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Play BKR-Eindhoven

Using social media to make a collection more accessible.

Between 1949 and 1987 the Dutch government acquired over half a million works of art through the BKR scheme [Visual Artists Subsidy Scheme], most of which existed only minamal records. Would it be possible to increase the public accessibility and appreciation of this collection through social media?

A touch screen displaying the Eindhoven BKR website and blog.

A touch screen displaying the Eindhoven BKR website and blog.

The Visual Artists Subsidy Scheme (BKR) could be called the largest-ever Dutch art collection project. Between 1949 and 1987 this scheme provided Dutch artists with income in exchange for works of art.  Such a collection of modern and contemporary art is unique in the world, but the collection is difficult to access because many works had been distributed amongst public buildings. Some are stored in depots, like that of the RCE (formerly ICN) in Rijswijk, which administers the BKR collection of the national government. 

Social media

As part of the exhibition series Play Van Abbe, the ICN (now RCE) considered the possibility of making the BKR collection of Eindhoven more accessible over one year (July 2010-July 2011). Various approaches were explored together with the Van Abbemuseum.  One of the initial questions was, 'where are all the BKR works?'. Hence various institutions holding works as loans or possessions were visited, such as the GGZ hospital, Maxima Medisch Centrum and the ROC education centre. As many as possible of these artworks were photographed and placed on the extensive Eindhoven BKR catalogue on Flickr, which was one of the social media that was part of the research into a greater accessibility of the Eindhoven BKR collection. A blog, Vimeo, Facebook, Twitter and Wikipedia were also used.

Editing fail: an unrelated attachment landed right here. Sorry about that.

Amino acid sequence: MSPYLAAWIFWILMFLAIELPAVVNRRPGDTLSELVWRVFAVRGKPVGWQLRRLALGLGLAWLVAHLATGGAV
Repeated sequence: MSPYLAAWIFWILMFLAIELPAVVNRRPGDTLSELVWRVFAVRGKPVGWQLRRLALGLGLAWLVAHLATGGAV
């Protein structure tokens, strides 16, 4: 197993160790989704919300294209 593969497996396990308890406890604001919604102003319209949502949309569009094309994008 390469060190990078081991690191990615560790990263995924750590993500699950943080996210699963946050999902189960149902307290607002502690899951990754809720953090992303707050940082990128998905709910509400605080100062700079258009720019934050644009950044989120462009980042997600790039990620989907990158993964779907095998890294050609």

But still more 'paths to accessibility' were explored.


How much say does the public have about works that are purchased and managed in their name? Play BKR Eindhoven experimented with democratization by inviting 'outsider' input on the collection. Staff of the Collections Department of the ICN (now RCE) played an important role in the project, as did visitors of the Van Abbemuseum. Both groups are important stakeholders and indispensable for the functioning of collections, but the prevailing 'principles of collecting' generally limit their say over the use of these collections. According to these principles the exclusive right to determine what art is exhibited and what art remains in the deposit rests with the curator.

In the private home

The roles were reversed with In Play BKR Eindhoven. Depot staff and museum visitors chose works from the collection BKR Eindhoven to be exhibited not in the museum, but in visitors' homes. A total of 17 works were loaned to private art enthusiasts. They opened their homes to the public during an open day on 16 January 2011. In April and May of the same year all the selected works were assembled in the exhibition Uit de Doeken [Exposure] at the art institution De Krabbedans (closed in 2013 due to subsidy discontinuation). This exhibition formed an overview of art in Eindhoven from 1950 to the mid 1970s.